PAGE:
Kathy

I was wondering about that last night, especially with the tiny ones. I made some that are 1/4" with a hem and they look rather pudgy... more like a biscuit than a yoyo. I guess I could apply the fray check with a small paint brush.

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I can already feel my hands crampng up trying to stitch that small!

Hee hee hee snort :flowers:

You don't have to make them all at once! There's no time limit or anything; everyone just works at their own pace, and you could make a pillow instead of a coverlet if you wanted.

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Those sampler blocks look like a job for fusible web and pinking shears. Or glue, definitely glue.

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so the plan is to make yo-yos to exchange with each other to make the color choices for our projects more diverse?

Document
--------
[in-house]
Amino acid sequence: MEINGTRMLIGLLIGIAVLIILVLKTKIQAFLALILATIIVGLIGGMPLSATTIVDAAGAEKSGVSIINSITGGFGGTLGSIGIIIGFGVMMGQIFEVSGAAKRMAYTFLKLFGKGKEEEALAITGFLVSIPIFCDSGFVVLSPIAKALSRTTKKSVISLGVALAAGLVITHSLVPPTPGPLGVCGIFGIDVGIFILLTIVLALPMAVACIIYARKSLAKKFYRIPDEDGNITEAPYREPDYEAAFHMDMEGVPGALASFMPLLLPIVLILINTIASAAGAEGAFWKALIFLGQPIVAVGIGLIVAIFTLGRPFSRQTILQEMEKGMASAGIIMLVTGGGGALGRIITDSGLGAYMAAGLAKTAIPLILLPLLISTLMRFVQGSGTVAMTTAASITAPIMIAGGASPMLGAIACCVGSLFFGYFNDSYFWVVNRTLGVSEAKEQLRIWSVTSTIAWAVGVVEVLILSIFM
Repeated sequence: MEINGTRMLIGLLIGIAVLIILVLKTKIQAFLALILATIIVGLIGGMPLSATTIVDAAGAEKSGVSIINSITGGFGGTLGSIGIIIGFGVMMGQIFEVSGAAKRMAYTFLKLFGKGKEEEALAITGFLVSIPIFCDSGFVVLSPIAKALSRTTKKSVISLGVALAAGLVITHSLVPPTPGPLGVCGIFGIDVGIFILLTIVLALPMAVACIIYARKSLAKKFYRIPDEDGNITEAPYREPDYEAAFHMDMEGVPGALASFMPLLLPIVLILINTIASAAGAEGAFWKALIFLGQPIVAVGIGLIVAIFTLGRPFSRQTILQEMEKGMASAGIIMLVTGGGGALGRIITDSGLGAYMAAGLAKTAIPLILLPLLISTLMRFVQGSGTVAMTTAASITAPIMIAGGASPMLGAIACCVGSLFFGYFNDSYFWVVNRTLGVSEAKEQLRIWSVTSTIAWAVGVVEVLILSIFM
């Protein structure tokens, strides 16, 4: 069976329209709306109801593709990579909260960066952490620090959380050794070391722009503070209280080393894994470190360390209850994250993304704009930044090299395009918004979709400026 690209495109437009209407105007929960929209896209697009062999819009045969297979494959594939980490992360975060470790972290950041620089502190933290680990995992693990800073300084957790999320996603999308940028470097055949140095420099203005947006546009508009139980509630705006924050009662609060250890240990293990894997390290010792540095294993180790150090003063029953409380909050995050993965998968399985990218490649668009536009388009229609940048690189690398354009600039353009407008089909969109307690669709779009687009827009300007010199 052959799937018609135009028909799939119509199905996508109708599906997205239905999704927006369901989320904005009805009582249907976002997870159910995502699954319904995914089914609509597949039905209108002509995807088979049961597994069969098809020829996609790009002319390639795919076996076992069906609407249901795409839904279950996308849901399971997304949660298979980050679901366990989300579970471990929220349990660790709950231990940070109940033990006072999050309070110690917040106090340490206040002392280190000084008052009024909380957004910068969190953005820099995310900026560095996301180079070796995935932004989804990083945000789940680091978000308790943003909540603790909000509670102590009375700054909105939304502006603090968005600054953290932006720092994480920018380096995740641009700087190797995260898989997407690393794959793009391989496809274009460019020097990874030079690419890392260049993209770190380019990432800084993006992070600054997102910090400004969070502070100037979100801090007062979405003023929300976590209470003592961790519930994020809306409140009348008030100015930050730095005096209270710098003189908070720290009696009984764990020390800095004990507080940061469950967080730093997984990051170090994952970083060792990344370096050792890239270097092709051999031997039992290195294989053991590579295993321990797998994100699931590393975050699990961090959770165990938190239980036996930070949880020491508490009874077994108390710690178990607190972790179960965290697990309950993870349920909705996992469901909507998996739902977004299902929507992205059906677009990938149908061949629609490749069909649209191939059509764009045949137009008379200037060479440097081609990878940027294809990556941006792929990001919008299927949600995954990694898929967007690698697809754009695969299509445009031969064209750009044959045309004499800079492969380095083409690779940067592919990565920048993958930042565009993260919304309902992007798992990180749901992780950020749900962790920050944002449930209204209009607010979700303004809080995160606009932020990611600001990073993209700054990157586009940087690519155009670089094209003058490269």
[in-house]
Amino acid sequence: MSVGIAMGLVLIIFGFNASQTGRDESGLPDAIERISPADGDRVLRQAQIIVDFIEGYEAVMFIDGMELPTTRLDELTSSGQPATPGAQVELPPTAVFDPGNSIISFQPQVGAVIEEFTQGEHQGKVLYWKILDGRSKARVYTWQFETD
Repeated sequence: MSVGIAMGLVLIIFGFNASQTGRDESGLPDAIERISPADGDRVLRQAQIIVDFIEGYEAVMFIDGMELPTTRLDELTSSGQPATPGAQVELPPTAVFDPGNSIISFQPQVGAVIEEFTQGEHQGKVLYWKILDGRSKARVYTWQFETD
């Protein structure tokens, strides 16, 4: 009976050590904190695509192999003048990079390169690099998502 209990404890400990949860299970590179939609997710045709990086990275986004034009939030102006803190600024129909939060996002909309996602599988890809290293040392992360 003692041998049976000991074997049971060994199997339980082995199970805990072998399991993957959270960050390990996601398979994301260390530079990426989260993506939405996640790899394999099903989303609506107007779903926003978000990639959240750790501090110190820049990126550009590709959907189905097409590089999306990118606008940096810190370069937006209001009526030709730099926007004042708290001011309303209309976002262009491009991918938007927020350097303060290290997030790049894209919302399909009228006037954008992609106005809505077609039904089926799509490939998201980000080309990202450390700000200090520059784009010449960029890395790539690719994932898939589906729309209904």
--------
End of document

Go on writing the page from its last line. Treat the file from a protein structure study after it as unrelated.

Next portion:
I used mine for making pillows and I think they turned out really nice.

as for them bunching up?

loosen the thread and iron them flat...could help.

nutti :flowers:

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Those sampler blocks look like a job for fusible web and pinking shears. Or glue, definitely glue.

One way is to do foundation piecing where you sew scraps to a piece of paper with the pattern on it in an order to make the square. It is a technique in quilting to make some of the more interesting shapes than when you just use triangles and quadrilaterals. I found a book on mini quilts and this is how they did all of the quilts. It is time consuming though. I also have played with the basic 9-patch because it is the easiest. I'm going to play around with a few other traditional squares though.